A bit of New Age Humor: "We are students of words: we are shut up in schools and colleges and recitation-rooms, for ten or fifteen years and come out at last with a bag of wind, a memory of words and do not know a thing." Ralph Waldo Emerson, 1803-1882
A Quality Long-Term Spiritual Plan Is Essential
I recommended in Chapter 1 that the best spiritual goal is to become better aligned with soul. I recommend the same goal for your long-term spiritual plan. Because many changes that we need to make do not come quickly, a long time-frame is necessary. In fact, a few of your desired changes may take many decades before they manifest in your life. My suggested five-year plan consists of following four roads simultaneously.
Road #1 - Do What you Want. (most of the time)
Road #2 - Study 3 Hours A Week. This second road is to study books from the list I suggest below for three hours a week. This weekly study might consist of: (a) a few pages each week, (b) study from several of the books, or (c) study repeated from some prior week.
If you own the book, then I suggest marking it up. If you don't own it, then I suggest taking notes elsewhere. The reason for these marks and notes is that further review and study will be needed. Such marks or notes will guide your study the second time around as well as point out how much you have changed and grown since the last time that page was studied. Without such marks, we all tend to say to ourselves, "I've read this, I know this," and then we skim over everything. Study is valuable. Skimming is not. Possible marks in your book/notes might be:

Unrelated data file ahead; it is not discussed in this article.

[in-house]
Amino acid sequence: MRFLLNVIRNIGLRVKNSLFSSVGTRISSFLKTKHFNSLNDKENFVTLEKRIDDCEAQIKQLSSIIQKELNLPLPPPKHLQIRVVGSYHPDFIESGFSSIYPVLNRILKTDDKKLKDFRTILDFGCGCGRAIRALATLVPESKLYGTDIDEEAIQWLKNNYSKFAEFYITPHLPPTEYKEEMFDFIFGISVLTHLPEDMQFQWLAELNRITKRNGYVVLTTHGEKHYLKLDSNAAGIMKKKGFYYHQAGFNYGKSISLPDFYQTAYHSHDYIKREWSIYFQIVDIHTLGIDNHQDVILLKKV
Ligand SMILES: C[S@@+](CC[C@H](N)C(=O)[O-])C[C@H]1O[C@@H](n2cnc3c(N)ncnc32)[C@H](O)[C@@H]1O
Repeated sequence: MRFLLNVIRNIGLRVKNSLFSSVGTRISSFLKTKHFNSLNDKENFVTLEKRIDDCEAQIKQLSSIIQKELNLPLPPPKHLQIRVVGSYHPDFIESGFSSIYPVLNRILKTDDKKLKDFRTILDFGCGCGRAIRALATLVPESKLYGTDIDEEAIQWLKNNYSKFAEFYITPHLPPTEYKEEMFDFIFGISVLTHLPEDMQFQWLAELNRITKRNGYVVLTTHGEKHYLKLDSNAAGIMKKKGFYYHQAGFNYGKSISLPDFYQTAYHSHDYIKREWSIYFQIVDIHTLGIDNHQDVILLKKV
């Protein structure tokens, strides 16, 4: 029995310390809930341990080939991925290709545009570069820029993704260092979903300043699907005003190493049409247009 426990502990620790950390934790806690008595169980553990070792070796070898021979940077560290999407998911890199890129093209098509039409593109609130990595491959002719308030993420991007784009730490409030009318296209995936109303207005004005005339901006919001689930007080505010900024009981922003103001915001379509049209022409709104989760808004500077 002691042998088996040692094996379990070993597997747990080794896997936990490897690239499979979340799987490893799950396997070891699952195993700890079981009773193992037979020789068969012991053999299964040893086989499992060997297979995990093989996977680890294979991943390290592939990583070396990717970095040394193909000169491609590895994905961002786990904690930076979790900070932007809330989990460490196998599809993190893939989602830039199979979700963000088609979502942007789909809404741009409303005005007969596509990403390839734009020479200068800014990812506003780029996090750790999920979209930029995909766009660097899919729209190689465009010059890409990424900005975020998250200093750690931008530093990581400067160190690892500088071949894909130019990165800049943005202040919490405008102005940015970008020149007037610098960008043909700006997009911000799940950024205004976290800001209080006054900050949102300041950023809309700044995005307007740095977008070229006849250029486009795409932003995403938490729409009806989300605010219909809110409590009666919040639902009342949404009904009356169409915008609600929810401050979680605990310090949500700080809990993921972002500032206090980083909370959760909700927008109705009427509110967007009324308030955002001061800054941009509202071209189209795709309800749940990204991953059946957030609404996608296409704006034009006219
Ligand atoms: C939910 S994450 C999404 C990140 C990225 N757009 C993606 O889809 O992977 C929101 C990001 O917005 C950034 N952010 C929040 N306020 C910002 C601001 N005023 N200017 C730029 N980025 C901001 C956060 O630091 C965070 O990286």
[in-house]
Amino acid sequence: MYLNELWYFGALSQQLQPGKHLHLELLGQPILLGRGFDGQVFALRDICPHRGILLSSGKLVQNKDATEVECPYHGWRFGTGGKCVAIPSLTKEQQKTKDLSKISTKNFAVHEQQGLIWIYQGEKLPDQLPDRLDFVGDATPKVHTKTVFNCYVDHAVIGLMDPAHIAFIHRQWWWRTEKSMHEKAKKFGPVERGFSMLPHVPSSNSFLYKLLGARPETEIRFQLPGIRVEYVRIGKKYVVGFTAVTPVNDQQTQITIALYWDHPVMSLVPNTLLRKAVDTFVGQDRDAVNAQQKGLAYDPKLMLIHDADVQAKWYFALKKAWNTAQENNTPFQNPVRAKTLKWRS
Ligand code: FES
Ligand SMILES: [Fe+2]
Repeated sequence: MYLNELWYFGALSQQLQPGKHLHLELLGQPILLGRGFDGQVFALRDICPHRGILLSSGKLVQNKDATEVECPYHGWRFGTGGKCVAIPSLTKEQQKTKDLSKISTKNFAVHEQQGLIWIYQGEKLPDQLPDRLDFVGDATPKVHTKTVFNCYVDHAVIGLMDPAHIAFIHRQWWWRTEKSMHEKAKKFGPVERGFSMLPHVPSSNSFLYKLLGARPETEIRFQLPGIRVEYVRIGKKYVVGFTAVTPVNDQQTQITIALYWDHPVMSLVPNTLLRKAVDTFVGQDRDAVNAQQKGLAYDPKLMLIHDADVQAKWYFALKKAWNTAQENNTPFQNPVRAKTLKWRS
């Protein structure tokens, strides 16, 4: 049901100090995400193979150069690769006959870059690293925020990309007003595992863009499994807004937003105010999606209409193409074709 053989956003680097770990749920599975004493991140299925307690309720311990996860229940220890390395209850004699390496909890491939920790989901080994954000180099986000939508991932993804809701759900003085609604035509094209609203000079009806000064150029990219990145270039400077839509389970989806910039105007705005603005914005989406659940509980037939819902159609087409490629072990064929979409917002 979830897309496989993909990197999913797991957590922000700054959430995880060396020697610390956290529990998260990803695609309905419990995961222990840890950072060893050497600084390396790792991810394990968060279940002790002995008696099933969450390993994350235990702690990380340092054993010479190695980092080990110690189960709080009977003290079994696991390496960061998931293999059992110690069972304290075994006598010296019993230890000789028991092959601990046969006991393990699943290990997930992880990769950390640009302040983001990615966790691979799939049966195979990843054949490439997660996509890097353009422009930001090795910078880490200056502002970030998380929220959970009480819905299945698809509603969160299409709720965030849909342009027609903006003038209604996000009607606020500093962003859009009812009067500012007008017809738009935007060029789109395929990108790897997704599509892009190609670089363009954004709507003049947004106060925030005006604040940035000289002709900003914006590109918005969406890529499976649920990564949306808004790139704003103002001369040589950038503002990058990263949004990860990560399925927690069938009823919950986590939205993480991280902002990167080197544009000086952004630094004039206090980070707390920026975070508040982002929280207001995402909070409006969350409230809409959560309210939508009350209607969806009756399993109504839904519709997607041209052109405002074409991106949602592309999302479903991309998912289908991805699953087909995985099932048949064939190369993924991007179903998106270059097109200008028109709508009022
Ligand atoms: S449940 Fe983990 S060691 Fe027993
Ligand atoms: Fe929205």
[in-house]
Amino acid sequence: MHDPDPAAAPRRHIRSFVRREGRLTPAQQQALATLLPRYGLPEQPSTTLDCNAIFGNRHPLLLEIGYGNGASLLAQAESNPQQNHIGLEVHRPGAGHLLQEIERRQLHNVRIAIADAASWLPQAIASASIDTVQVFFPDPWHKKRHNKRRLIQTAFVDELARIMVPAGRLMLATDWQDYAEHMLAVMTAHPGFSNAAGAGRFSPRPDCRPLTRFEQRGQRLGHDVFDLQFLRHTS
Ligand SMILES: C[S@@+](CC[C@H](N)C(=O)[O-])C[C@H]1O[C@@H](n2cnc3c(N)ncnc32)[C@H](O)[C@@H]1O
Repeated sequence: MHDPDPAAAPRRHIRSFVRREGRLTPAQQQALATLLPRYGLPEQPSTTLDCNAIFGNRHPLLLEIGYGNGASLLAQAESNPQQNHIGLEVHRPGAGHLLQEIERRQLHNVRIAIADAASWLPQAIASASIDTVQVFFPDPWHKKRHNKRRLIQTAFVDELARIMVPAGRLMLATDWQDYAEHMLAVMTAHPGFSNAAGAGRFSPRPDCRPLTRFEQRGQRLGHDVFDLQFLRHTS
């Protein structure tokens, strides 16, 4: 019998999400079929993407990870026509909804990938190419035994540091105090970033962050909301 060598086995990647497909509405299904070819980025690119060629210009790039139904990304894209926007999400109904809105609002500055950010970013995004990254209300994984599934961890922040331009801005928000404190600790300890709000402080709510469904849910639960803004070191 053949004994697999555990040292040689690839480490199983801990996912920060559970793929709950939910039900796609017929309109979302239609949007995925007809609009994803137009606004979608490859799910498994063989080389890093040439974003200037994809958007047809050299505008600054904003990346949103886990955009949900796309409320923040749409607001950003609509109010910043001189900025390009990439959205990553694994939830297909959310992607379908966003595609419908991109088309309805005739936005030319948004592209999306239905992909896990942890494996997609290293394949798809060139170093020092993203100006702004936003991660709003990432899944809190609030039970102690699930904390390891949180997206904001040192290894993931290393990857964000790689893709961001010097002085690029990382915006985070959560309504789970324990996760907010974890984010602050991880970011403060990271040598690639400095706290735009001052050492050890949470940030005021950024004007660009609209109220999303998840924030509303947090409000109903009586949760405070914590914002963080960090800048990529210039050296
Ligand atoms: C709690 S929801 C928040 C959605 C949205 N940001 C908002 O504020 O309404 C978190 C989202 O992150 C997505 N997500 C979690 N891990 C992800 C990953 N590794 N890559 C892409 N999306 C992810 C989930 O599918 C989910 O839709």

> = more study required
If you are taking notes elsewhere, then the page numbers and line numbers will also need to be recorded. Every time you disagree, there are many questions I suggest that you ask:
f = I disagree right now (i.e., false for me now)
t = true and valuable
? = is that true? I am not sure - maybe.
Why do I disagree? From whom did I learn my version? Do I understand how someone can think that way? Am I bothered by something here? What am I afraid might happen, or what would it mean to me if I agreed?
Understand that the odds are that the book you are studying (from my suggested list) is a happier healthier way for you on most, but not all, points where you disagree. Don't sell yourself out, but do be aware that a few people with great wisdom disagree with you. If you can hold both views as possibilities, then over time your personal growth will lead you to either retain or change your idea.
Road #3 - Keep an I-Am-Bothered-By List. I suggest keeping a list on which you have written every person, situation, idea, or thing that bothers you in any way, shape, or form. What bothers you might include: irritation, anger, rage, hate, disapproval, condescension, being judgmental, tension, fear, hurt, pain, depression, stress, shame, guilt, anxiety, etc. Date each entry. Over time, with your developing capabilities for loving what is, then this list will change and finally shrink. Review monthly.
Road #4 - Review Everything Once a Year. Look at your notes and lists with an eye for what books/ideas are being overlooked or skimmed over. Start studying what you have "overlooked." People often like to "overlook" psychology books. Do a yearly Vision Quest.
© 2008 by Thayer White
Finding Your Soul in the Spirituality Maze
|Excerpt from Be Your Own Therapist: "Often missing is the sparkle that emanates from people who are in the business of fully living their lives. Part of the reason for this is that therapists rarely, if ever, receive any training in how to elicit sparkle."|